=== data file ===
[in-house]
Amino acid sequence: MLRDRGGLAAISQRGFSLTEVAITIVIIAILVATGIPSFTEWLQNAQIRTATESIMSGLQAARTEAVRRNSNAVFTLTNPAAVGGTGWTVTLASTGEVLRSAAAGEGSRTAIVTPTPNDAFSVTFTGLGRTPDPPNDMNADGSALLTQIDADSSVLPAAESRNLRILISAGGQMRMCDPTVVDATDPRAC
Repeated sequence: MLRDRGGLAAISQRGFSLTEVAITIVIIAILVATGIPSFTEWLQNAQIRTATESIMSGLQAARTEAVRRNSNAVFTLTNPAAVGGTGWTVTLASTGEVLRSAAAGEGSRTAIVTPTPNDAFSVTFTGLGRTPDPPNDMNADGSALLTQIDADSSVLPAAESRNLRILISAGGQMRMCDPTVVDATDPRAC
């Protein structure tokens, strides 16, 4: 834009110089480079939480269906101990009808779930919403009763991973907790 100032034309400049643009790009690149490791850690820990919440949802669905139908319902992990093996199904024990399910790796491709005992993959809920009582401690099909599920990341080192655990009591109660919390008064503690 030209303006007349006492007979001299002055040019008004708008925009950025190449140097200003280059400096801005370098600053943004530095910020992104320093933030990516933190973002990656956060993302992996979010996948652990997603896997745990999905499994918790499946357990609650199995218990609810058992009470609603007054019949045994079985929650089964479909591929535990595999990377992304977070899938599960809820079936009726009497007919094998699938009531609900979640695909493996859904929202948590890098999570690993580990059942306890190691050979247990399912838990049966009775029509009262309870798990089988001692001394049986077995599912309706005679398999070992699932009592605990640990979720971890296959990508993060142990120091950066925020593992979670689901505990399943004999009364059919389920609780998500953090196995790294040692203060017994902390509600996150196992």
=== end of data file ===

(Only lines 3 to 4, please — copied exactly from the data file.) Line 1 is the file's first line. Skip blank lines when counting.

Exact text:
Repeated sequence: MLRDRGGLAAISQRGFSLTEVAITIVIIAILVATGIPSFTEWLQNAQIRTATESIMSGLQAARTEAVRRNSNAVFTLTNPAAVGGTGWTVTLASTGEVLRSAAAGEGSRTAIVTPTPNDAFSVTFTGLGRTPDPPNDMNADGSALLTQIDADSSVLPAAESRNLRILISAGGQMRMCDPTVVDATDPRAC
């Protein structure tokens, strides 16, 4: 834009110089480079939480269906101990009808779930919403009763991973907790 100032034309400049643009790009690149490791850690820990919440949802669905139908319902992990093996199904024990399910790796491709005992993959809920009582401690099909599920990341080192655990009591109660919390008064503690 030209303006007349006492007979001299002055040019008004708008925009950025190449140097200003280059400096801005370098600053943004530095910020992104320093933030990516933190973002990656956060993302992996979010996948652990997603896997745990999905499994918790499946357990609650199995218990609810058992009470609603007054019949045994079985929650089964479909591929535990595999990377992304977070899938599960809820079936009726009497007919094998699938009531609900979640695909493996859904929202948590890098999570690993580990059942306890190691050979247990399912838990049966009775029509009262309870798990089988001692001394049986077995599912309706005679398999070992699932009592605990640990979720971890296959990508993060142990120091950066925020593992979670689901505990399943004999009364059919389920609780998500953090196995790294040692203060017994902390509600996150196992």